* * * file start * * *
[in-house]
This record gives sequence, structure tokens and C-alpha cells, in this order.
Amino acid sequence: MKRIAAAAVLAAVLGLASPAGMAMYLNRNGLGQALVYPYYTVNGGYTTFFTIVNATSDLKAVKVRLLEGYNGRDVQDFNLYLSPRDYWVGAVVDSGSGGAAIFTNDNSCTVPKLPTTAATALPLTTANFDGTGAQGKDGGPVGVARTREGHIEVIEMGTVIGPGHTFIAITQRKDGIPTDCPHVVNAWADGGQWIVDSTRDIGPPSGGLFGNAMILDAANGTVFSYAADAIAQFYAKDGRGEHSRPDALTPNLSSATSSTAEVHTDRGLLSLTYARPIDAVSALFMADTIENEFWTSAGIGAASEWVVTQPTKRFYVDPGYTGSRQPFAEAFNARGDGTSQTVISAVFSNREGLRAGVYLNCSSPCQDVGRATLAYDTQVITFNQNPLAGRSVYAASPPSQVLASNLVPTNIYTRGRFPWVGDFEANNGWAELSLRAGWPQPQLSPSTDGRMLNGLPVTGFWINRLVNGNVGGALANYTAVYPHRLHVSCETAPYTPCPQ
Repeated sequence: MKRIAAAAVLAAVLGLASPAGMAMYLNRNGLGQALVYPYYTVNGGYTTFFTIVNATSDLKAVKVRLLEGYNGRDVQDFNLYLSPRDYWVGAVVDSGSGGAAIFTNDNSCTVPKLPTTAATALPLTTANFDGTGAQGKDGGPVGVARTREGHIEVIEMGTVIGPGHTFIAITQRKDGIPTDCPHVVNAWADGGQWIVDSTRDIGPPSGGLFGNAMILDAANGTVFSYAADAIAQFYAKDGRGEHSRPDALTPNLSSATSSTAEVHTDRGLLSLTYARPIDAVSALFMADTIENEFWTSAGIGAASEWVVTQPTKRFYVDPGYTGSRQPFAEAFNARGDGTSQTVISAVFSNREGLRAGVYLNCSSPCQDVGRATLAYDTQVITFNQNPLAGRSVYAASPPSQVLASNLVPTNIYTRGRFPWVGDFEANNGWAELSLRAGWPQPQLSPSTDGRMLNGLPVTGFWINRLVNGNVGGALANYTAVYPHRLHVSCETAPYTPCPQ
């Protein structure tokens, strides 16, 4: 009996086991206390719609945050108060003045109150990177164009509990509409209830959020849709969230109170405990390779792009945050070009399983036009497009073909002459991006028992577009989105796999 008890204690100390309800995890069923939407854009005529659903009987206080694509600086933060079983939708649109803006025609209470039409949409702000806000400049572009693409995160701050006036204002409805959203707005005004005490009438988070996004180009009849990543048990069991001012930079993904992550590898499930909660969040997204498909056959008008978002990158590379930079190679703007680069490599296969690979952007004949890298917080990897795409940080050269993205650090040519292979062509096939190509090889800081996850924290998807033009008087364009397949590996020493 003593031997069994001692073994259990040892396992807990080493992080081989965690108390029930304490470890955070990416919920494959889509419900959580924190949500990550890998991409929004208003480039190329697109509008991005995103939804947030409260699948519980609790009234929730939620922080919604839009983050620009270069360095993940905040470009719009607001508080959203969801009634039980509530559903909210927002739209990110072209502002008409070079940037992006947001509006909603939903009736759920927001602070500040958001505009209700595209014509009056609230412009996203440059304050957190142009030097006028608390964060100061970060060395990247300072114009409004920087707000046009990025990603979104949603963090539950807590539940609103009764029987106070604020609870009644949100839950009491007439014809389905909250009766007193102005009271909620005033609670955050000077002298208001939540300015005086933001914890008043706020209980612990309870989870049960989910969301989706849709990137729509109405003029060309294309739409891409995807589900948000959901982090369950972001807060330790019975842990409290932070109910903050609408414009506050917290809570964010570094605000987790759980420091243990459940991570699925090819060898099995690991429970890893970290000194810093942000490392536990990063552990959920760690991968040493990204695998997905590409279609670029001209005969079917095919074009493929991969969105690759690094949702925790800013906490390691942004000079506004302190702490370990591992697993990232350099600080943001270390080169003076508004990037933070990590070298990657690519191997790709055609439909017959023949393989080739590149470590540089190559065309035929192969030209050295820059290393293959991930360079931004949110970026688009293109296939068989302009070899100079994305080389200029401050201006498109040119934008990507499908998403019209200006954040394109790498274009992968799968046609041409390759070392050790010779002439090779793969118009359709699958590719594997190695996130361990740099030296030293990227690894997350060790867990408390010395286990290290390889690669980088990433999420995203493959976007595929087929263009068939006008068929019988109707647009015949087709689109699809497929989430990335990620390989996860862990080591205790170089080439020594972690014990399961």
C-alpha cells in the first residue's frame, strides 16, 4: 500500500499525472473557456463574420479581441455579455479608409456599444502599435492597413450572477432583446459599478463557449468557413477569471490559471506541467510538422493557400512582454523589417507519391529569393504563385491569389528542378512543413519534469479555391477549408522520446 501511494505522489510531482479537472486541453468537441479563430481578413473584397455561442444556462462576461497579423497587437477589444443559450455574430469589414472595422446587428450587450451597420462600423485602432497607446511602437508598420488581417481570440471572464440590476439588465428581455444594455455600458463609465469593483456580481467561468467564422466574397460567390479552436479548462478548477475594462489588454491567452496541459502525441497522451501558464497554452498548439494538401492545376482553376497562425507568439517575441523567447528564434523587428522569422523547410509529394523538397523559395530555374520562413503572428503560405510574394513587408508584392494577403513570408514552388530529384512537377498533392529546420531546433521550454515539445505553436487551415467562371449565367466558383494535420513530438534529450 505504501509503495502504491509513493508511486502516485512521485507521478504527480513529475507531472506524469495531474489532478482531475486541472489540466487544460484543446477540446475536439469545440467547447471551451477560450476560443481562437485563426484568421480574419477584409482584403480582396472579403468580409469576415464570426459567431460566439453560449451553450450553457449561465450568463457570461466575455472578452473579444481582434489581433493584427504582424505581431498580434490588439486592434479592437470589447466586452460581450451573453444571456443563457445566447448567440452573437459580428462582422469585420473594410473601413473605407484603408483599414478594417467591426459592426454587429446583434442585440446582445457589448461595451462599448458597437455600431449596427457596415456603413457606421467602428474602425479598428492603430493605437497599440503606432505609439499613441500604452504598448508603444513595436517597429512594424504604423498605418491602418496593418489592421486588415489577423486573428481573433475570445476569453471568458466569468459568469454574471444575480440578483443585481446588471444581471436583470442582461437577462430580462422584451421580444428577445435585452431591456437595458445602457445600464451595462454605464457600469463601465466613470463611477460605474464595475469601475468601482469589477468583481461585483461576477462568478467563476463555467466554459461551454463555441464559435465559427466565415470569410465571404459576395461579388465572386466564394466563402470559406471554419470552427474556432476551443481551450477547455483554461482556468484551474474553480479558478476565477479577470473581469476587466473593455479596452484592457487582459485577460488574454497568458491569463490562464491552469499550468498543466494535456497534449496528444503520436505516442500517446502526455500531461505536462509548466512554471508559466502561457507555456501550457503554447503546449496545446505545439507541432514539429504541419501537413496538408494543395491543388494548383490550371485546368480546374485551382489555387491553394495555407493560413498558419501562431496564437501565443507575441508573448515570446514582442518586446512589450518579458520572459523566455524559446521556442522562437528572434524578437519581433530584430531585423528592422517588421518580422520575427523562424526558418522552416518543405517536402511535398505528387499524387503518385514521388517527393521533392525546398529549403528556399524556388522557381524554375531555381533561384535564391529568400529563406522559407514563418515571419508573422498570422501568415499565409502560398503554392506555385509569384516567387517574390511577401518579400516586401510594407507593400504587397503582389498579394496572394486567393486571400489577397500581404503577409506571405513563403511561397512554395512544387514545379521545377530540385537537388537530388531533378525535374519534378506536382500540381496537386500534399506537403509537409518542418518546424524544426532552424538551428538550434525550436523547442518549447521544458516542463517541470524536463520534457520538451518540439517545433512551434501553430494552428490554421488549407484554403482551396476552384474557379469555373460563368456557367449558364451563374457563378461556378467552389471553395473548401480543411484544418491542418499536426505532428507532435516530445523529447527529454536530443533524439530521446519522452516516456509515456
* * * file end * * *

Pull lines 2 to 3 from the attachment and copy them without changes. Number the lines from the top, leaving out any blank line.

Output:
This record gives sequence, structure tokens and C-alpha cells, in this order.
Amino acid sequence: MKRIAAAAVLAAVLGLASPAGMAMYLNRNGLGQALVYPYYTVNGGYTTFFTIVNATSDLKAVKVRLLEGYNGRDVQDFNLYLSPRDYWVGAVVDSGSGGAAIFTNDNSCTVPKLPTTAATALPLTTANFDGTGAQGKDGGPVGVARTREGHIEVIEMGTVIGPGHTFIAITQRKDGIPTDCPHVVNAWADGGQWIVDSTRDIGPPSGGLFGNAMILDAANGTVFSYAADAIAQFYAKDGRGEHSRPDALTPNLSSATSSTAEVHTDRGLLSLTYARPIDAVSALFMADTIENEFWTSAGIGAASEWVVTQPTKRFYVDPGYTGSRQPFAEAFNARGDGTSQTVISAVFSNREGLRAGVYLNCSSPCQDVGRATLAYDTQVITFNQNPLAGRSVYAASPPSQVLASNLVPTNIYTRGRFPWVGDFEANNGWAELSLRAGWPQPQLSPSTDGRMLNGLPVTGFWINRLVNGNVGGALANYTAVYPHRLHVSCETAPYTPCPQ